There is no evidence that such a delegation ever visited India. Muirhead claimed that it was constrained by the BCCI board elections in late March, which brought Jagmohan Dalmiya back as president (in place of ICC head N Srinivasan, who had been barred from holding the position by the Indian Supreme Court), and Anurag Thakur as secretary in place of Sanjay Patel, who had conducted all earlier correspondence with the WICB.
After the new BCCI board's first session, Muirhead said the WICB was "promised that we are going to have a meeting". His next report was two months later, on June 2.
Discussions had been "going very well", he told the Trinidad Express, so well that a resolution could be reached by the end of the month after the representatives of the boards met independently during the ICC annual conference in Barbados from June 22 to 26. The BCCI seemed to concur. Five days before the Barbados meeting, Dalmiya said the BCCI was "hopeful" the issue could soon be resolved through "mutual discussions".
Because of debilitating health problems, Dalmiya did not attend the Barbados meeting. His place was taken by his son, Abhishek. There has been no further word from the BCCI; secretary Thakur has not responded to my recent telephone and email queries.
"We are hoping to have a resolution finalised and documented," Muirhead said at the time. "Beyond that, I can't say anything."
The next time he said anything on the matter was last Tuesday in an interview with the Trinidad Express.
The newspaper quoted him as explaining that while no formal decision had yet been taken "some officials of the BCCI spoke to us and we were assured that the settlement may turn out to just be matches instead of the money". It was unclear whether it would be a Test, ODI and T20 series.
Muirhead expected "word about the final decision at the end of the week". That would be almost three months on from his end-of-June hope. He blamed the hold-up this time on the BCCI's attention to the Supreme Court's ruling on corruption charges against two of its IPL franchises.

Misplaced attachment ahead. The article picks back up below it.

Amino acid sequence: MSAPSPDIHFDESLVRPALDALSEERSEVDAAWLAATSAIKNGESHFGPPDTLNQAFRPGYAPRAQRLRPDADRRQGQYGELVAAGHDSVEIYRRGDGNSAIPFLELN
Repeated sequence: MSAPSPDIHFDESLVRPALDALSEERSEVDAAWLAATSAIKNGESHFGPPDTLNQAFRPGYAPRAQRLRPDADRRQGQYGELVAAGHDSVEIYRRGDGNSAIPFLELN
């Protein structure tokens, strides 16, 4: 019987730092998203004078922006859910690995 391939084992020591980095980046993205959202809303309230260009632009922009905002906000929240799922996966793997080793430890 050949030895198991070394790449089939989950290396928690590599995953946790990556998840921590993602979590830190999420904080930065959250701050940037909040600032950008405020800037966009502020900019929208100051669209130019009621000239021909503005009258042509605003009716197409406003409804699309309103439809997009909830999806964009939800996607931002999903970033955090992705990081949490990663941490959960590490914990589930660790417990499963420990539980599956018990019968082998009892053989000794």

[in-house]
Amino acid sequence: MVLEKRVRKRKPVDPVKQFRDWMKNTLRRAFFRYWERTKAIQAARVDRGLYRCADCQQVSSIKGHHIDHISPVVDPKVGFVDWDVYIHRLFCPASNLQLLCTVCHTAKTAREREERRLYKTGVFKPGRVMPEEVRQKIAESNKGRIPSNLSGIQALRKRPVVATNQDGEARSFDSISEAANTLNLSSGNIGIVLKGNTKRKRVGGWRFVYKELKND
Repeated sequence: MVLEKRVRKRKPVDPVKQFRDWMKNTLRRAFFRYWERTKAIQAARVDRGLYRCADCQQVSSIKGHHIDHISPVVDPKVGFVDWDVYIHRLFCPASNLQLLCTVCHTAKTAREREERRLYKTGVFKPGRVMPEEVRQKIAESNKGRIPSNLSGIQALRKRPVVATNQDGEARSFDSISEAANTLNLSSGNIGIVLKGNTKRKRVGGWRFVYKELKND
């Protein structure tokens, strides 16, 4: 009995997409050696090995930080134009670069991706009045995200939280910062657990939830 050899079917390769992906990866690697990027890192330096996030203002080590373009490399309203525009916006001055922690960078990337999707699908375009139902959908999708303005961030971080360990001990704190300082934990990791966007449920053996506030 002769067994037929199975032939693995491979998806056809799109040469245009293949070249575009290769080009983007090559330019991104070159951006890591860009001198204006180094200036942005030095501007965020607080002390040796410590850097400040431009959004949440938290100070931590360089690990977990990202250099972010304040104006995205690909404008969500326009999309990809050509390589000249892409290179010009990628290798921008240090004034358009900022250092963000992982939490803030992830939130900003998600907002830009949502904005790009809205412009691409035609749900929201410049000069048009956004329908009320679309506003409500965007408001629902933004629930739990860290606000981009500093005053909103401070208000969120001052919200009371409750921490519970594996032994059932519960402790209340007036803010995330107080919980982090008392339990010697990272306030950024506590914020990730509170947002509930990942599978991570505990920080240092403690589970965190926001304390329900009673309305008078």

My information from independent, dependable contacts in India is that the BCCI is unwilling to accept West Indies minus their hugely popular, charismatic IPL stars, Bravo and Pollard. A weakened team without them would not interest the public; the likelihood is that matches aimed at writing off some of the claim would, instead, be run at a loss.
As ominous as the $41.97 compensation tab is the BCCI's declaration that was shelving all cricketing ties with the WICB until the consequences of the abandoned tour are sorted out.
With their lucrative contracts for television rights, ground-perimeter advertising, series sponsorship and the growing number of their travelling US-based supporters, India's tours of the Caribbean have become highly profitable for the WICB.
It is a scenario that leaves the West Indies board between a rock and a hard place. Going back to the IPL players would hardly be an option for the WICB's intransigent leaders; the BCCI is unlikely to make a deal on either compensation or resuming relations unless it is assured of a full-strength team.
Only compassion for a once close cricketing brother now in trouble, even if of its own making, would prevent the WICB's demise.

Tony Cozier has written about and commentated on cricket in the Caribbean for over 50 years